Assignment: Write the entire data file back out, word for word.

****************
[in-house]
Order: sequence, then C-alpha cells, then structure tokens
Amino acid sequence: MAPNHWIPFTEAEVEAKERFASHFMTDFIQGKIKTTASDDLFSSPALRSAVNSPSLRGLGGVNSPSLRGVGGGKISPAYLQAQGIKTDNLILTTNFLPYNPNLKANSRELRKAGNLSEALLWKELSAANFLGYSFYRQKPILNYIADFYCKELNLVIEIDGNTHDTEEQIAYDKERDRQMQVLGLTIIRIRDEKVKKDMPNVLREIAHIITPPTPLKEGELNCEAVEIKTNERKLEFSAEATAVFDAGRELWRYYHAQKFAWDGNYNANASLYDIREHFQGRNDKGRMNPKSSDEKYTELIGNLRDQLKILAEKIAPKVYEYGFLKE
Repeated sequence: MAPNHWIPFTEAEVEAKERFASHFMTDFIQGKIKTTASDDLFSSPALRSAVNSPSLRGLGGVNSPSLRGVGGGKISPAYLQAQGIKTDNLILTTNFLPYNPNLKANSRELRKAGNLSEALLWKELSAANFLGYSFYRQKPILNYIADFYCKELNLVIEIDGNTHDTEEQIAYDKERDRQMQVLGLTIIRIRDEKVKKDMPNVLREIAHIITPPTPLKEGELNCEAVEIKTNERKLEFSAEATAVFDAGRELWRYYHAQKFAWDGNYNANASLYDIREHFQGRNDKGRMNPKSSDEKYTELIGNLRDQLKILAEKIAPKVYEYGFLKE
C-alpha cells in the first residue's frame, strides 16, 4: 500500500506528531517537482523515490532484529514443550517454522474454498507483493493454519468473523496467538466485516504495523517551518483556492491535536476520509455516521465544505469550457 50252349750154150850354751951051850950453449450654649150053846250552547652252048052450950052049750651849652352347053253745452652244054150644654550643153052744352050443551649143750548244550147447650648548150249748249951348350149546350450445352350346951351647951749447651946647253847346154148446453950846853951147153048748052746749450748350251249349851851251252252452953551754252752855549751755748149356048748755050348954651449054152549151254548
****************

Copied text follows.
[in-house]
Order: sequence, then C-alpha cells, then structure tokens
Amino acid sequence: MAPNHWIPFTEAEVEAKERFASHFMTDFIQGKIKTTASDDLFSSPALRSAVNSPSLRGLGGVNSPSLRGVGGGKISPAYLQAQGIKTDNLILTTNFLPYNPNLKANSRELRKAGNLSEALLWKELSAANFLGYSFYRQKPILNYIADFYCKELNLVIEIDGNTHDTEEQIAYDKERDRQMQVLGLTIIRIRDEKVKKDMPNVLREIAHIITPPTPLKEGELNCEAVEIKTNERKLEFSAEATAVFDAGRELWRYYHAQKFAWDGNYNANASLYDIREHFQGRNDKGRMNPKSSDEKYTELIGNLRDQLKILAEKIAPKVYEYGFLKE
Repeated sequence: MAPNHWIPFTEAEVEAKERFASHFMTDFIQGKIKTTASDDLFSSPALRSAVNSPSLRGLGGVNSPSLRGVGGGKISPAYLQAQGIKTDNLILTTNFLPYNPNLKANSRELRKAGNLSEALLWKELSAANFLGYSFYRQKPILNYIADFYCKELNLVIEIDGNTHDTEEQIAYDKERDRQMQVLGLTIIRIRDEKVKKDMPNVLREIAHIITPPTPLKEGELNCEAVEIKTNERKLEFSAEATAVFDAGRELWRYYHAQKFAWDGNYNANASLYDIREHFQGRNDKGRMNPKSSDEKYTELIGNLRDQLKILAEKIAPKVYEYGFLKE
C-alpha cells in the first residue's frame, strides 16, 4: 500500500506528531517537482523515490532484529514443550517454522474454498507483493493454519468473523496467538466485516504495523517551518483556492491535536476520509455516521465544505469550457 50252349750154150850354751951051850950453449450654649150053846250552547652252048052450950052049750651849652352347053253745452652244054150644654550643153052744352050443551649143750548244550147447650648548150249748249951348350149546350450445352350346951351647951749447651946647253847346154148446453950846853951147153048748052746749450748350251249349851851251252252452953551754252752855549751755748149356048748755050348954651449054152549151254548